Another option which I highly recommend for Gmail, is to use the Google takeout facility to download your entire mailbox as an archive containing a set of mbox files that you can directly copy to the Mail > Local Folders subfolder of your Tbird profile folder. The takeout facility does not suffer the bandwidth limitations that Google imposes on IMAP/POP access of your mailbox, so you're assured of an uninterrupted one-time download of your entire mailbox once the takeout is ready. This, once accomplished, will significantly reduce the number of messages and folders that you would need to manually create and store under the Local Folders account, because you would only need to copy new messages that arrived AFTER the takeout was processed.

If it is encrypted, we can avoid AV disturbing it. Is there any option available in Tbird to encrypt it?

No, there isn't. Whitelisting the profile folder is still the best option nonetheless, and achieves the same

Helpful?

more options

Thank you for reminding me again (and again) that IMAP-accessed accounts are a temporary cache. For backup, using the Google takeout facility is a really good idea. Thanks a lot.

If Mbox file encryption is not possible, I would like to try Maildir, as if any virus found by AV, it can remove only that particular message instead of the entire folder. We can also avoid compacting (it sometimes shows error in Mbox) and Backups are easier and shorter.

I am aware that there are still many bugs in Maildir. Before going into it, I need your suggestion. Mainly I would like to know that Maildir-IMAP accessed accounts are also a temporary cache, like Mbox-IMAP accessed accounts? If anything goes wrong with Maildir-IMAP (EML files), then will all messages be still safe on the Gmail server?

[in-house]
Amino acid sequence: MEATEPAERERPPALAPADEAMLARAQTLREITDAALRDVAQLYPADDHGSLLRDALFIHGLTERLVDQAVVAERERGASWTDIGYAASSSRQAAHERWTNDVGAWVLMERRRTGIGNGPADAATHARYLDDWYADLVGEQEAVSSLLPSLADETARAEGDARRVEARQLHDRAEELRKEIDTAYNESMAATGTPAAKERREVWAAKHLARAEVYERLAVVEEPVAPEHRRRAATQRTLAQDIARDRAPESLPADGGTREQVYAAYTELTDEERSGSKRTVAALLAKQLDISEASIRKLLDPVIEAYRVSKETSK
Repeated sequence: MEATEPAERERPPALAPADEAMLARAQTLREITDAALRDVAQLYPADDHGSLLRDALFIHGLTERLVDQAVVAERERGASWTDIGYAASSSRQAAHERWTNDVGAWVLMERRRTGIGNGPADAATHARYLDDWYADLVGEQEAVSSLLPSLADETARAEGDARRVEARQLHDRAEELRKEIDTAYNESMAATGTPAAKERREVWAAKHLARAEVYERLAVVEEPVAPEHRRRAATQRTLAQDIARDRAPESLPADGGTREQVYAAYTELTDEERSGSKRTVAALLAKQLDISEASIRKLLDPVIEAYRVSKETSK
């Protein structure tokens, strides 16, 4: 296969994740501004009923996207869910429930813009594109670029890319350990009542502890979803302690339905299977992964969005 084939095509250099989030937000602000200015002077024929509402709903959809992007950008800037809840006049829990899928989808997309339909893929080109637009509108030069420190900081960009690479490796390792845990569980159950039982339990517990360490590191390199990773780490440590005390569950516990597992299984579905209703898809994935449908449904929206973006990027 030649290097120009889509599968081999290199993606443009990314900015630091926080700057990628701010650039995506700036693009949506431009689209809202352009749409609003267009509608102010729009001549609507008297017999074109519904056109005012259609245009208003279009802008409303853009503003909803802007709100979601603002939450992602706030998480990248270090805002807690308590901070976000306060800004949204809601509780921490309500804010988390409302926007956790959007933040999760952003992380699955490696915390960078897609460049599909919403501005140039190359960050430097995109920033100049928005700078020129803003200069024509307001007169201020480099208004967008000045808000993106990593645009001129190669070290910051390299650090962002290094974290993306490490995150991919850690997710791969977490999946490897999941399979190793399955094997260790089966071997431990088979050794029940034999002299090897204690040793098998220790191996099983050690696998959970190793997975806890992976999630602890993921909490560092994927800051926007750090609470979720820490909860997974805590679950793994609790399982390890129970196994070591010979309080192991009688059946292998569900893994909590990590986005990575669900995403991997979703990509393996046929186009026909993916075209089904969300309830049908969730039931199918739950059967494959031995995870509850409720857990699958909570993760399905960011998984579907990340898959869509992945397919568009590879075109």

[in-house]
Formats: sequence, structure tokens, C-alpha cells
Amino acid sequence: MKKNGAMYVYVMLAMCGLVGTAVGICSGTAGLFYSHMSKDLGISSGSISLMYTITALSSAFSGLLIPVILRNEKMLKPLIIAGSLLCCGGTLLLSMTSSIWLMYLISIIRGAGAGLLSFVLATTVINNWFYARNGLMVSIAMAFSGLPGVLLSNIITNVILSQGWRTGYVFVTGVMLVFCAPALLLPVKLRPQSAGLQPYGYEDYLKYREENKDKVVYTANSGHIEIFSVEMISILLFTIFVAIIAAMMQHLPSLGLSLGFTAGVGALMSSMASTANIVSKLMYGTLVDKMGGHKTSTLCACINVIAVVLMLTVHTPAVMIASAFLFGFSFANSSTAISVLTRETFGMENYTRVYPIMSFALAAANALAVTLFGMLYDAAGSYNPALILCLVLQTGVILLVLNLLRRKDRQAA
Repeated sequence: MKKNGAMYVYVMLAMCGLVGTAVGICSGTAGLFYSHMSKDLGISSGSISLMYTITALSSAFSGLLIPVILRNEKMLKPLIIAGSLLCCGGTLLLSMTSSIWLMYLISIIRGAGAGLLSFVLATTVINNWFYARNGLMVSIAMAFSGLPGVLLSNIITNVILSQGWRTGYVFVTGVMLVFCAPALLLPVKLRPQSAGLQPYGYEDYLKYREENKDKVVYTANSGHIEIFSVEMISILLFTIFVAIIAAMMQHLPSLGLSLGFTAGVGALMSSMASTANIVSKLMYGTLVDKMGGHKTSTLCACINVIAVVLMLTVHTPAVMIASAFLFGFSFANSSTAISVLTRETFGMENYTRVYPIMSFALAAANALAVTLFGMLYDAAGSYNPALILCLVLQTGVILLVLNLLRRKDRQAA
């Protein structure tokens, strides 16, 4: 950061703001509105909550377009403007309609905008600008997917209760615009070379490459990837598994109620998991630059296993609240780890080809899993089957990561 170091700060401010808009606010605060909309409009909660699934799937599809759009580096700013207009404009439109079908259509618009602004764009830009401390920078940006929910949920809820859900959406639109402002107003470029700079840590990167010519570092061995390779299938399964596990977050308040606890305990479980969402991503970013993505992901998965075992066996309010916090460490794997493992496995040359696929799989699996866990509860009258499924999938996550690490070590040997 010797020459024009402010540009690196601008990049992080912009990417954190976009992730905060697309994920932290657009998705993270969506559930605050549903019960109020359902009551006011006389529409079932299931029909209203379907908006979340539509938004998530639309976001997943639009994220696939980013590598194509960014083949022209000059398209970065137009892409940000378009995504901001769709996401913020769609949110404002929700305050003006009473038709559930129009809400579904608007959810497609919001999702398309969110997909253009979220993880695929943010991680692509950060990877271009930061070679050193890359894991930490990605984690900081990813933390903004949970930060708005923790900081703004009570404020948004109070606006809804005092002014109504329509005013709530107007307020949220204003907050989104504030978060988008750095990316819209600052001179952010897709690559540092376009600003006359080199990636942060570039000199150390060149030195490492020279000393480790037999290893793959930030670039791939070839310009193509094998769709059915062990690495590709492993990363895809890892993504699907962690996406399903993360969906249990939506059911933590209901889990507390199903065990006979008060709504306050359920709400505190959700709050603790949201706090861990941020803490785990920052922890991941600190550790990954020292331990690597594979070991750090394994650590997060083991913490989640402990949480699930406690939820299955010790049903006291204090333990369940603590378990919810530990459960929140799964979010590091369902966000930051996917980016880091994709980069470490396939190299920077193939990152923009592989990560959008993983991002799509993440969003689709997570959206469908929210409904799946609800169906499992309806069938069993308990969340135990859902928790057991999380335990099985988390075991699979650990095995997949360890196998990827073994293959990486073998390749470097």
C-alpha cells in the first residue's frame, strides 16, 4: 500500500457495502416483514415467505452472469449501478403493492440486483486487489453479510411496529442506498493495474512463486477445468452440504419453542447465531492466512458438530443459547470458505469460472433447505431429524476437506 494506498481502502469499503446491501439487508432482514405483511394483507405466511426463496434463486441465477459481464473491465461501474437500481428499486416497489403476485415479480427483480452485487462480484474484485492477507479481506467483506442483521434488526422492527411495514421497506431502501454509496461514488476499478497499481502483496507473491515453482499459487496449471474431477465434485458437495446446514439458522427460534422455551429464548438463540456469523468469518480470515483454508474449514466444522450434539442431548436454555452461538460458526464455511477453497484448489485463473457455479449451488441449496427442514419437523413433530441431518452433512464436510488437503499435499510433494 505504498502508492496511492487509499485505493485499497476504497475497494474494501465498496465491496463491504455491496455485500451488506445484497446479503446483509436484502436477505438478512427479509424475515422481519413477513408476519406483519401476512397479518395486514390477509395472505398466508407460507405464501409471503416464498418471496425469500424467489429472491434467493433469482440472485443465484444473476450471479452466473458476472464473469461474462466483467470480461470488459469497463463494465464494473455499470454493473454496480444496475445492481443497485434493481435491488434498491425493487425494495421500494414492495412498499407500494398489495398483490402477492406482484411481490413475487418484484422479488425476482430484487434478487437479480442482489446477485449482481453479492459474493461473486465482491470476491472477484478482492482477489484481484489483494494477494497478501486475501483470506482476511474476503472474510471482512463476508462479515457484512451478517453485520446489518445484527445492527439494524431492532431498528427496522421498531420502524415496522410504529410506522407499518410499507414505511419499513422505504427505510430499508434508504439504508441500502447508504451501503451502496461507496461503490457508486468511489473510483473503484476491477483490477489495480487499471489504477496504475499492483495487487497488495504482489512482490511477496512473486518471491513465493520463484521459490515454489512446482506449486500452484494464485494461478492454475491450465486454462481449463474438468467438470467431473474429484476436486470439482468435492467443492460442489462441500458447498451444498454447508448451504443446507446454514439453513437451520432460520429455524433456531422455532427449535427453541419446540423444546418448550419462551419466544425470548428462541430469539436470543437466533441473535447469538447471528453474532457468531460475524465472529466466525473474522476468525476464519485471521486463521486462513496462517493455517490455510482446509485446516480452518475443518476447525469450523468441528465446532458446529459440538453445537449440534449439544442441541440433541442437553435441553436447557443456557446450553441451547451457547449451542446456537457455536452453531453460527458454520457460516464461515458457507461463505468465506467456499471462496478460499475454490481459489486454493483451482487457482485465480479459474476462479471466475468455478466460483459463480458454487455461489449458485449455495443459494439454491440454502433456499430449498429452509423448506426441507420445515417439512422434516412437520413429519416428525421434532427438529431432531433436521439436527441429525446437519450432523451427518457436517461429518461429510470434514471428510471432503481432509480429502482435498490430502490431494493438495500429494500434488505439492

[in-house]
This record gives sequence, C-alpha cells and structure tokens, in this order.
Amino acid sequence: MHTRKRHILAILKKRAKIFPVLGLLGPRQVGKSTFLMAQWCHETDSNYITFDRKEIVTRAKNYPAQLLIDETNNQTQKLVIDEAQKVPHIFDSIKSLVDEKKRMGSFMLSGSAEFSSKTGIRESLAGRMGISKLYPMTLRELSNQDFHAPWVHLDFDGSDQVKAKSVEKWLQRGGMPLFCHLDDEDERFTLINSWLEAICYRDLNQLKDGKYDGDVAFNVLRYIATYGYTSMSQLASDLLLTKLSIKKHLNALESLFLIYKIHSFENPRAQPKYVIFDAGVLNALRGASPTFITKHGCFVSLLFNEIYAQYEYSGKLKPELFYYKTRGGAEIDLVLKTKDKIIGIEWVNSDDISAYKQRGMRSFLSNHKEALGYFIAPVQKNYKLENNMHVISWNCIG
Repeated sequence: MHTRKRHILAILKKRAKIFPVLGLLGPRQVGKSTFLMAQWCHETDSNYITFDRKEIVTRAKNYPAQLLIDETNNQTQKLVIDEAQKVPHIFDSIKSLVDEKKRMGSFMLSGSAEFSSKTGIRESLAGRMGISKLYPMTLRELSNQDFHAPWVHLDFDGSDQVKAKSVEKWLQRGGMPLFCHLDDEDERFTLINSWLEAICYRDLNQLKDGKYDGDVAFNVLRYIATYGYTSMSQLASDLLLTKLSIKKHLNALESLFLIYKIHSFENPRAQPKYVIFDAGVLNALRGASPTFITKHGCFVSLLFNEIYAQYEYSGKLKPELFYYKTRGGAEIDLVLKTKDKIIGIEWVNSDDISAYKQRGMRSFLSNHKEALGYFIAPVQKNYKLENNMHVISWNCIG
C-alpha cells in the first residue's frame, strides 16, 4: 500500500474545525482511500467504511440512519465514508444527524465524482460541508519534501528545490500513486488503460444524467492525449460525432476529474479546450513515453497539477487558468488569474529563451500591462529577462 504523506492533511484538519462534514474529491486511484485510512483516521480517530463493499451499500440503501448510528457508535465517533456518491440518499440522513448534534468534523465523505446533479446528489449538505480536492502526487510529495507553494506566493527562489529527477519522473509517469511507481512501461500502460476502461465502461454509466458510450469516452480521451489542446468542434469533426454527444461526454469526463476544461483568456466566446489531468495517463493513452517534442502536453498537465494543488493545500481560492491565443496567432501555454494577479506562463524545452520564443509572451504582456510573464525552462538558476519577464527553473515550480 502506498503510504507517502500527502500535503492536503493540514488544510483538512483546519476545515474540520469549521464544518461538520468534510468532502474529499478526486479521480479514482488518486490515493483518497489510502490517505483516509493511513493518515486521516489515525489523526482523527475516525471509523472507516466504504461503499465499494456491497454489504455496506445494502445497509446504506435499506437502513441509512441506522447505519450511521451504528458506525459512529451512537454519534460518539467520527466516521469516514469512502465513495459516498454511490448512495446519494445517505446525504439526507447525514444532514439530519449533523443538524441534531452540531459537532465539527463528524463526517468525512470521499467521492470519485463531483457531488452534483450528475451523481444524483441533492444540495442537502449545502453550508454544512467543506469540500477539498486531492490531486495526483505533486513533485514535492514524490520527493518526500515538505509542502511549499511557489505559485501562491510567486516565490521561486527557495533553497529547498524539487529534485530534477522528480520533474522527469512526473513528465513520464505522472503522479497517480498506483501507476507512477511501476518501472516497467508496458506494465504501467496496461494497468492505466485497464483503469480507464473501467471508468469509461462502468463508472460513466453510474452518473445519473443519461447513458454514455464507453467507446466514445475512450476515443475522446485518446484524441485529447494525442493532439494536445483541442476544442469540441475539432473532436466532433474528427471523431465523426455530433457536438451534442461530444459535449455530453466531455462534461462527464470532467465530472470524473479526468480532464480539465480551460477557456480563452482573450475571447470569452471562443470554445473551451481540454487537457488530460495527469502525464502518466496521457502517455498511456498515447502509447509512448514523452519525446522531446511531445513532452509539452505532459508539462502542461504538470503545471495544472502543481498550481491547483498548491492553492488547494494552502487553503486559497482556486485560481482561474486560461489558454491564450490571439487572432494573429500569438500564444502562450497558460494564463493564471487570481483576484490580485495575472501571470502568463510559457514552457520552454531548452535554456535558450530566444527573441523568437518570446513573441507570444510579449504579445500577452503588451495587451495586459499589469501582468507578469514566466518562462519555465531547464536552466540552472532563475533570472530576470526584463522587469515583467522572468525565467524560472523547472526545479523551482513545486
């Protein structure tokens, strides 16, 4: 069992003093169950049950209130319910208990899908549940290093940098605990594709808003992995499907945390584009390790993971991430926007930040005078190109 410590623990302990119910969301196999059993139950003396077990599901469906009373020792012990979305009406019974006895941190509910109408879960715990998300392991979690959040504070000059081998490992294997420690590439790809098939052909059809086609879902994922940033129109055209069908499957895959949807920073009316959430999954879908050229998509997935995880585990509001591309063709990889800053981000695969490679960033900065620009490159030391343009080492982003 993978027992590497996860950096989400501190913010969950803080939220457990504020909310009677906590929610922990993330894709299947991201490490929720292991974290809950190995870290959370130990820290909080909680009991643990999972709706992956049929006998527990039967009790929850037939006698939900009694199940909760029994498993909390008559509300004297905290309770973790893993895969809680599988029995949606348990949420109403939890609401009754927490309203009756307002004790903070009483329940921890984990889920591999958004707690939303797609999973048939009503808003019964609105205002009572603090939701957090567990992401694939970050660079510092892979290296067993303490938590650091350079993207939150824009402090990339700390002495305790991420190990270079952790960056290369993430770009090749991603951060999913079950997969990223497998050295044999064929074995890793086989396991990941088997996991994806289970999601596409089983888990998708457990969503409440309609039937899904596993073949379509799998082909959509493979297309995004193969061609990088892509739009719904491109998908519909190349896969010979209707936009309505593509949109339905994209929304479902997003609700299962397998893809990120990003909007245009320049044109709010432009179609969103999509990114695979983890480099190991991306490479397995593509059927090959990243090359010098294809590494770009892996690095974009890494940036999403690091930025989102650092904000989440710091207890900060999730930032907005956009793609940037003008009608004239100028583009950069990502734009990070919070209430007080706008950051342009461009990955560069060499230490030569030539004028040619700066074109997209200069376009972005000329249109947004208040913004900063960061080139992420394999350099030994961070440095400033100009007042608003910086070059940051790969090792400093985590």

Modified by ppong

Helpful?

more options

It seems you're still not convinced about excluding Tbird's profile from your AV's activities, so I'm just going to point you to http://kb.mozillazine.org/Thunderbird_:_FAQs_:_Anti-virus_Software and https://wiki.mozilla.org/Thunderbird:Testing:Antivirus_Related_Performance_Issues then you can make your own mind about how to proceed further as regards your AV and Tbird.

All I can say about Maildir is try and see if it works for you. I never bothered with Maildir even though I see why it's a desirable storage scheme for some users.

Mainly I would like to know that like Mbox-IMAP accessed accounts, Maildir-IMAP accessed accounts are also a temporary cache? If anything goes wrong with Maildir files, then will all messages be still safe on the Gmail server?

I believe that to be the case. The server copies of your messages should remain intact on the server until an IMAP command is sent by Tbird (the client) to the server to perform certain actions on those messages. Sudden loss of your local copy of the message as a result of filesystem operations (e.g quarantine or deletion of individual email files) on your PC should never result in TB sending an IMAP command to the server to sync/mirror local actions that are external to TB. You can test this out, though, by setting Tbird to sync just a few messages (a few days worth) then delete them and see if the server copies are affected. Best to use test messages that you've sent to yourself.